ByAlisha Grauso, writer at
Editor-at-large here at Movie Pilot. Nerd out with me on Twitter, comrades: @alishagrauso
Alisha Grauso

The best sort of documentaries are the ones that don't spoon-feed you the events they follow exactly as they happened, but weave a compelling narrative that makes you ask questions of yourself as you watch. Dare I say the best documentaries are the ones that leave a few loose ends? To that end, Allison Berg and Frank Keraudren's The Dog, which premiered last September at Toronto International Film Festival, accomplishes its aim.

The documentary tells the true-life story of formerly infamous bank robber John Wojtowicz, the basis for Al Pacino's character in the iconic film Dog Day Afternoon. Berg and Keraudren spent ten years on the making of this documentary, and it shows. While the story is light on his formative years, focusing more heavily on Wojtowicz's life after entering the Army, the filmmakers reveal just enough so that you understand that whoever he was - husband thrice over, gay man, activist, bank robber, nymphomaniac, megalomaniac, hopeless romantic, son, brother, despotic sociopath - something in his head was not quite wired right from the beginning.

"On a good day," Keraudren said to the NY Daily News, "John was great. On a bad day, he was sociopathic."

  Totally normal, yep.
Totally normal, yep.

It is the sociopathic tendencies that come to the surface with the filmmakers smart enough to get out of their own way, letting John's words and inconsistent actions speak for themselves. His convoluted, outlandish life, which may have seemed exaggerated or clunky in the wrong hands, is instead unfolded at a pace rapid enough to have kept me interested, but not so quickly that the twists and turns got to be too much to follow.

The documentary follows Wojtowicz through his years in the Army and Vietnam, where it touches upon his first gay experience. From there, it moves quickly through his three marriages, first to Carmen Bifulco, from whom he never legally separated, then to transsexual Ernest Aron as Wojtowicz gets pulled into the blossoming gay activist movement of the early 70s. This explosive relationship is the catalyst of the event that shapes Wojtowicz's life from that point on, when Wojtowicz robs a bank in order to pay for Aron's sex reassignment surgery to live as female Elizabeth "Liz" Debbie Eden. From there, it's on to prison where Wojtowicz meets and "weds" another male inmate, George Heath. After his release from prison, the documentary follows the aftermath, focusing on how the pivotal event of Wojtowicz's life shaped the rest of it.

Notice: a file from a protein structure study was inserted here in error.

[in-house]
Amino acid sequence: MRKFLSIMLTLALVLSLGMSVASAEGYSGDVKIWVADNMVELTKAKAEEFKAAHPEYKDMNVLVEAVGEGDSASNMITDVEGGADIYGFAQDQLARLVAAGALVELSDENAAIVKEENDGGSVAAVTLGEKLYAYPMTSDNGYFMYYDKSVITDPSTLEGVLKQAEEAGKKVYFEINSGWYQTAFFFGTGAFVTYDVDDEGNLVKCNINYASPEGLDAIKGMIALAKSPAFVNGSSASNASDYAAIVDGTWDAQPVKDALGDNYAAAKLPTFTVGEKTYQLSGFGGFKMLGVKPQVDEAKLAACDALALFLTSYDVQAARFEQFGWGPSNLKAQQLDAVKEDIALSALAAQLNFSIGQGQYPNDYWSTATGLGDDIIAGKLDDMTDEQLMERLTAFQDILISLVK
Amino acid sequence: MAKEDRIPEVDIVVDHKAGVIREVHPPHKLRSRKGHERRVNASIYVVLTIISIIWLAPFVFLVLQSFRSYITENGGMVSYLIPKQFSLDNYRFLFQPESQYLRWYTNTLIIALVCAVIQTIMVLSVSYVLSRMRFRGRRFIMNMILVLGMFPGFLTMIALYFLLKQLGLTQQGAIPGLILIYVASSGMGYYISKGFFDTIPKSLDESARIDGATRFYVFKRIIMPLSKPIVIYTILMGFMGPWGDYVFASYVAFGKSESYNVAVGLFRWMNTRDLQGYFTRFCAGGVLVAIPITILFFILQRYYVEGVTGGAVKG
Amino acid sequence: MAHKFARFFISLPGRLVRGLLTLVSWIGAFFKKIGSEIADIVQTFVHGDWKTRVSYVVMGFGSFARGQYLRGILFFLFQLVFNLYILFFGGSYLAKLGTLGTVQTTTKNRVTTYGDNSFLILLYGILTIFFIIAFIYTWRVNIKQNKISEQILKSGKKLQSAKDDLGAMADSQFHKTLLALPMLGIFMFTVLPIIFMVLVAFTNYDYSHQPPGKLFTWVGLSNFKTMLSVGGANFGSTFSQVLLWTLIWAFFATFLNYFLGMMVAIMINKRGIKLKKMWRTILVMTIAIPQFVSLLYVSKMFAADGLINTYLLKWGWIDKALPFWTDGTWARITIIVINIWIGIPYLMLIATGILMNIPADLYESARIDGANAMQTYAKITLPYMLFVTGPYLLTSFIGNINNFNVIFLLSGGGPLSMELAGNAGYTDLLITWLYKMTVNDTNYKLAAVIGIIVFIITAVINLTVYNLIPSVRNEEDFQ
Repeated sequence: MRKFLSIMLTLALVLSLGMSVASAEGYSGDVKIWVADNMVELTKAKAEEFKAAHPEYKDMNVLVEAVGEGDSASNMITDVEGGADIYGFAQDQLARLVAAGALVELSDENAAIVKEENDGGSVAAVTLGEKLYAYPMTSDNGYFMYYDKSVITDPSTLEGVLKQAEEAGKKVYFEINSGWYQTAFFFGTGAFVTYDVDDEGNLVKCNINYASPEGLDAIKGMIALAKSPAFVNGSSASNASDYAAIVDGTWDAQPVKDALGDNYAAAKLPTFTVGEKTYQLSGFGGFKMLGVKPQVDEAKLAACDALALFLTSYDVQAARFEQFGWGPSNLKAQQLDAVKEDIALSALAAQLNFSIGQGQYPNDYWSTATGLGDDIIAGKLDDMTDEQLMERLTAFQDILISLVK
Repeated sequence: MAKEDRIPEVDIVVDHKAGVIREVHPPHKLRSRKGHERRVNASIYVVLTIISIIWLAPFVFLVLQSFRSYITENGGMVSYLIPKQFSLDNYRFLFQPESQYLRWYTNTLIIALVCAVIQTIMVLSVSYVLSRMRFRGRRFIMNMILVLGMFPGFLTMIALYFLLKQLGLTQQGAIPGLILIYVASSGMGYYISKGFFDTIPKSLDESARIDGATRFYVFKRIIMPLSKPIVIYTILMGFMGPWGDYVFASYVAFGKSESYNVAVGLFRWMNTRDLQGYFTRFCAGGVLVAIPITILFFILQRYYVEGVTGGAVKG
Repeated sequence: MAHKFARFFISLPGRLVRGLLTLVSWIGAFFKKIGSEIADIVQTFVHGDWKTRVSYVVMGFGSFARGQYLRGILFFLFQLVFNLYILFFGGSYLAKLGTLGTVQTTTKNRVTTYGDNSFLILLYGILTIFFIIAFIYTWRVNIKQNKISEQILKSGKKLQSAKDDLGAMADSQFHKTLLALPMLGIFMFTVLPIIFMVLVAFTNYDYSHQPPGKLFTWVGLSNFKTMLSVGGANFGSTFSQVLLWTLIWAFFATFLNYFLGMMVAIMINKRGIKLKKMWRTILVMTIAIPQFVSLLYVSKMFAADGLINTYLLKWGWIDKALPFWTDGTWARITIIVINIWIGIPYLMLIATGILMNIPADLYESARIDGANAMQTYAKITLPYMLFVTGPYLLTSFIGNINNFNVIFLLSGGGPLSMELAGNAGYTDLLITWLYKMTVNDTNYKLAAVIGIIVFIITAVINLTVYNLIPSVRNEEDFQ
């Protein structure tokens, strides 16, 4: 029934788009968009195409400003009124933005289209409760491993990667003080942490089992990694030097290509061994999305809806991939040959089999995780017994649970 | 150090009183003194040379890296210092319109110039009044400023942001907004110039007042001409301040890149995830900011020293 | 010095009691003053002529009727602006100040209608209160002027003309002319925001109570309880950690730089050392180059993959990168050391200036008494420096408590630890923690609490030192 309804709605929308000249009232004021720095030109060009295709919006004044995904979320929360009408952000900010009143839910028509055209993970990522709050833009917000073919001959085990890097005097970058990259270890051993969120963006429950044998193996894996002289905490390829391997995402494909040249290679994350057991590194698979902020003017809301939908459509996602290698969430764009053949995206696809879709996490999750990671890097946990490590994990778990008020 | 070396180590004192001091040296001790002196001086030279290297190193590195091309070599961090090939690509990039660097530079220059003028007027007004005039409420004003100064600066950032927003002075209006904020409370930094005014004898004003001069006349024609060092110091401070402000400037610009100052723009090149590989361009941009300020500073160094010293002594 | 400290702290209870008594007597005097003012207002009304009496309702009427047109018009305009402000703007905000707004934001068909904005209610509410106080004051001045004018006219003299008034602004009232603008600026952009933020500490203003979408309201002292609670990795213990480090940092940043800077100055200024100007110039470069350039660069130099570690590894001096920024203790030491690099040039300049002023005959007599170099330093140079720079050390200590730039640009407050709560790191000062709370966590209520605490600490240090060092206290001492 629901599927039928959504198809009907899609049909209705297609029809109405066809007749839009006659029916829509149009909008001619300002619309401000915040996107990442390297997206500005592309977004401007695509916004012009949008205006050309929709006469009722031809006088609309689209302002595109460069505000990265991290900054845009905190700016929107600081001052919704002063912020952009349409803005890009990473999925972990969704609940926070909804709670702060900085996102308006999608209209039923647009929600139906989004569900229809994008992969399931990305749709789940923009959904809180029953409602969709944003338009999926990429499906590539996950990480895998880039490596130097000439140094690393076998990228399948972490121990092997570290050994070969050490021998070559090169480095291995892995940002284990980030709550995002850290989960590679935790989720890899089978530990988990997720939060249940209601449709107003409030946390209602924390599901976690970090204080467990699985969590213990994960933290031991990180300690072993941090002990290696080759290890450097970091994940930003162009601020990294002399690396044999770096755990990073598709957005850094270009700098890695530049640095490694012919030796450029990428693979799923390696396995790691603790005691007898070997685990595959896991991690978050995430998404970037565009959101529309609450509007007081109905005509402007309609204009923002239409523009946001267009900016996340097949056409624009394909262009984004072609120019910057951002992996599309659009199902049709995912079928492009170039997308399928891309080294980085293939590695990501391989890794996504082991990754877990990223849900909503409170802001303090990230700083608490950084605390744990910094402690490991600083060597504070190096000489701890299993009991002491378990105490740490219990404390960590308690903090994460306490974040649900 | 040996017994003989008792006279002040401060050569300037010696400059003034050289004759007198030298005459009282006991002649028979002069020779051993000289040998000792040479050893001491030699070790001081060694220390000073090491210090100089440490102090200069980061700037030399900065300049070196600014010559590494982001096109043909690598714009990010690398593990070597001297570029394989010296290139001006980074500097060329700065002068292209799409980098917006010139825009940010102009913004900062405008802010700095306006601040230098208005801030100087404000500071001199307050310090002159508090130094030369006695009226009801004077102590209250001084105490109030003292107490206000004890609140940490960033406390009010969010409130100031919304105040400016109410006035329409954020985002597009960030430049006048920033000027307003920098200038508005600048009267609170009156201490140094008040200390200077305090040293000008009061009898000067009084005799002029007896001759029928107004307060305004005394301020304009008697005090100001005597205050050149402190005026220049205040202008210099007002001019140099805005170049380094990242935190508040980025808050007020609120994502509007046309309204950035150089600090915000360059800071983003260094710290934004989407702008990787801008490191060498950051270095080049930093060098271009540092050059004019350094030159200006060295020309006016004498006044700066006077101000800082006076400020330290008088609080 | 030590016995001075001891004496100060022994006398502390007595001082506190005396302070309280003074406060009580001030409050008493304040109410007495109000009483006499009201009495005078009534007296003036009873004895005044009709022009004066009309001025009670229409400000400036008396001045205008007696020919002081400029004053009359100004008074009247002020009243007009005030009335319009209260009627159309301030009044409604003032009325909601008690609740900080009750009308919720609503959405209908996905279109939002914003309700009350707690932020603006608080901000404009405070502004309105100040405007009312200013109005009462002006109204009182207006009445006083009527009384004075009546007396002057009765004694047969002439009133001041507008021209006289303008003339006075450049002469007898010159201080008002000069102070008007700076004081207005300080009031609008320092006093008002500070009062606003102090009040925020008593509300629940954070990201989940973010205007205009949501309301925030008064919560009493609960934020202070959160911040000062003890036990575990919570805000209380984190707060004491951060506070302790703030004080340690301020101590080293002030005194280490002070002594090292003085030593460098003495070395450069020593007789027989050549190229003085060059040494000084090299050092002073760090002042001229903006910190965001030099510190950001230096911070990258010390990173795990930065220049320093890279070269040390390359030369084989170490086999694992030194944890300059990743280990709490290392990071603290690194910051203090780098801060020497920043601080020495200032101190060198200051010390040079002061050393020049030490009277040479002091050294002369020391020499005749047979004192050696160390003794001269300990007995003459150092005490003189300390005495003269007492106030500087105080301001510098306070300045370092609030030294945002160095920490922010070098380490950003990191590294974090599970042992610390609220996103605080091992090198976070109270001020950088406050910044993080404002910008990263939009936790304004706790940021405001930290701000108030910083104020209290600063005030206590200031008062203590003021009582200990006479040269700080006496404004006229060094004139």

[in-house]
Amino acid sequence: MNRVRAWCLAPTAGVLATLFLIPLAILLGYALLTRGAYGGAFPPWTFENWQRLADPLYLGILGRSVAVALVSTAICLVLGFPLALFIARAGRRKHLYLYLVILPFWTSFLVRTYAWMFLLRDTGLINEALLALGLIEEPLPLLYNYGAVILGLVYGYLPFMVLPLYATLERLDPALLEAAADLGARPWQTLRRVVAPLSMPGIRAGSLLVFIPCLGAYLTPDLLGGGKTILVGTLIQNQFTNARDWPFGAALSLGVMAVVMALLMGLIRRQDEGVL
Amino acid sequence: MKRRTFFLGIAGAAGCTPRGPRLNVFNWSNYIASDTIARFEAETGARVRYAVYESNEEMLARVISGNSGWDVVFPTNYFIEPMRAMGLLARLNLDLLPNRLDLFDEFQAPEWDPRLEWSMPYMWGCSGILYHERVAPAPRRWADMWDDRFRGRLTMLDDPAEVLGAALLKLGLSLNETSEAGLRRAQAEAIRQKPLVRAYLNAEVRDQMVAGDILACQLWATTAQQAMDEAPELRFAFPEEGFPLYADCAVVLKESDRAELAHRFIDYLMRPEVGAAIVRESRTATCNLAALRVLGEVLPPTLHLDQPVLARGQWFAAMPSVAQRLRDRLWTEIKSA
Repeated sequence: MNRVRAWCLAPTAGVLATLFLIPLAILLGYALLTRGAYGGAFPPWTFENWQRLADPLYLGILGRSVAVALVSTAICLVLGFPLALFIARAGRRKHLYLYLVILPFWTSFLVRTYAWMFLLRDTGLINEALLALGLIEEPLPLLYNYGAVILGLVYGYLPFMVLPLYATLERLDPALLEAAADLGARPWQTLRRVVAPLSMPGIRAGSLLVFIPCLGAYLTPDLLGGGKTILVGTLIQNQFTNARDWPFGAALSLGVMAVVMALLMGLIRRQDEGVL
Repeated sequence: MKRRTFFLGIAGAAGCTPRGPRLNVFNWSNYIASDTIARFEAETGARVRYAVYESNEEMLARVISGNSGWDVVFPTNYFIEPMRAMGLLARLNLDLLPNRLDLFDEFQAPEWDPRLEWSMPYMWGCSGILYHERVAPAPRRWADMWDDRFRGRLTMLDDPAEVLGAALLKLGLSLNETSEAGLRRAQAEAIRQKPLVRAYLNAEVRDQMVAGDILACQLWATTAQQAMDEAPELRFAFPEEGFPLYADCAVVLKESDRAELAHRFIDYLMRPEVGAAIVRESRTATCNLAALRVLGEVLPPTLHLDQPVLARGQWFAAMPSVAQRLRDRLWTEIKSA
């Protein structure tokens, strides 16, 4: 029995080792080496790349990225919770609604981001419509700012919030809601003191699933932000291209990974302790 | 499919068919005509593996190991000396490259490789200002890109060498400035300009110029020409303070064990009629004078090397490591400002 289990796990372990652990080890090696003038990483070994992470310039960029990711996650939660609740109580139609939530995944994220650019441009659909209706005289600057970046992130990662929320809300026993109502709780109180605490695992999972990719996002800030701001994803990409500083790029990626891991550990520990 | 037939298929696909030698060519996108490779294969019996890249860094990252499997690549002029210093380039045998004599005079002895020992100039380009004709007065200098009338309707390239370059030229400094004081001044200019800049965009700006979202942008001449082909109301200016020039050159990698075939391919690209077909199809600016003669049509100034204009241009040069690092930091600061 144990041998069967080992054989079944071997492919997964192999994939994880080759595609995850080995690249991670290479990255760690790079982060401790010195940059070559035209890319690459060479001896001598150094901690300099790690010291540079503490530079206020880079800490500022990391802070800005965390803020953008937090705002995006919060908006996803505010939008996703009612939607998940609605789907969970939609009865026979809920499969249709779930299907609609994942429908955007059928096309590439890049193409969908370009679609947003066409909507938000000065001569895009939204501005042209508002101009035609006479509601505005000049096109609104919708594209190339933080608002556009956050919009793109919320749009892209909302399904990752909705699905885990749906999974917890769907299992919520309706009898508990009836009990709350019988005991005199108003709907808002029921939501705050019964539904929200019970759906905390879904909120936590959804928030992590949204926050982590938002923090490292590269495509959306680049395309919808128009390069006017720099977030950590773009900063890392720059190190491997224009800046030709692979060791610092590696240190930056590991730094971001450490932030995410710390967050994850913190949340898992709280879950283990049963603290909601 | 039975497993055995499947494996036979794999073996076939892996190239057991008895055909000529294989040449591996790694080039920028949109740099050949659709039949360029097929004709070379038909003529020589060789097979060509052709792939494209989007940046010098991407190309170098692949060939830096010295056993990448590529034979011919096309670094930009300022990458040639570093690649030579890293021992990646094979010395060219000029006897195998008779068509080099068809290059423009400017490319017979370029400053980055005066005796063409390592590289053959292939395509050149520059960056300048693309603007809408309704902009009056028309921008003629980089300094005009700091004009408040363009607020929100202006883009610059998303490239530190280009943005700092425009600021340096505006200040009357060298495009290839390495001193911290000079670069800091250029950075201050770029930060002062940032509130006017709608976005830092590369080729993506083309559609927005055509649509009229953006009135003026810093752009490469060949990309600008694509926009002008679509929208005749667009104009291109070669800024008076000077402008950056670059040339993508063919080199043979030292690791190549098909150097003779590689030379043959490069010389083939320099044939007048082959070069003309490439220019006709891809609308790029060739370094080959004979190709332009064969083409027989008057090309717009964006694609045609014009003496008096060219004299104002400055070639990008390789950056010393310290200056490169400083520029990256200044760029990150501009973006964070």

Wojtowicz yelling at the crowd outside the bank
Wojtowicz yelling at the crowd outside the bank

Along the way, his relationship with his mother, Terry, is touched upon in detail - the one relationship that was woven throughout her son's entire life. While one of Wojtowicz's problems was that he had no idea how to let people go and wanted to keep everyone he cared about in his life forever, it becomes clear that much of his headstrong and perverse attitude toward the mores of society come directly from his defiant, strong-willed mother, who was, as his psychiatrist said, "the great love of his life." Many lovers came and went in Wojtowicz's life, but his mother was the one defining constant.

Scenes from the past are juxtaposed with interviews from his later years, and the effect of hearing Wojtowicz talk about himself is a curious one: Scathingly honest about himself in some ways ("I called myself Littlejohn," he said of his time in prison, "because my prick is small."), there's also an incredible lack of self-awareness about how his sociopathic tendencies hurt those around him. Simultaneously loved and pitied by his partners, Wojtowicz inspired fierce loyalty and equally fierce bitterness. A gay rights advocate, he was nonetheless shunned by the gay community, which viewed him as boorish, vulgar, and far more damaging to their cause than helpful.

But ultimately, the documentary tells a compelling and honest story about a man who was wholly, unrepentantly himself and had no qualms about what society thought, for good or for ill. He comes across as a force of nature, as completely unaware of the destruction he wreaks as a tornado is when it wipes out a Midwest town. As with so many infamous criminals, he creates more questions than answers. Ultimately, the deliberate decision of Berg and Keraudren to let this chameleon quality to Wojtowicz shine through is the real strength of the documentary, a testament to their dogged patience over 10 years and The Dog's larger-than-life story.

The Dog is in theaters now and available on iTunes on Friday, August 15th.


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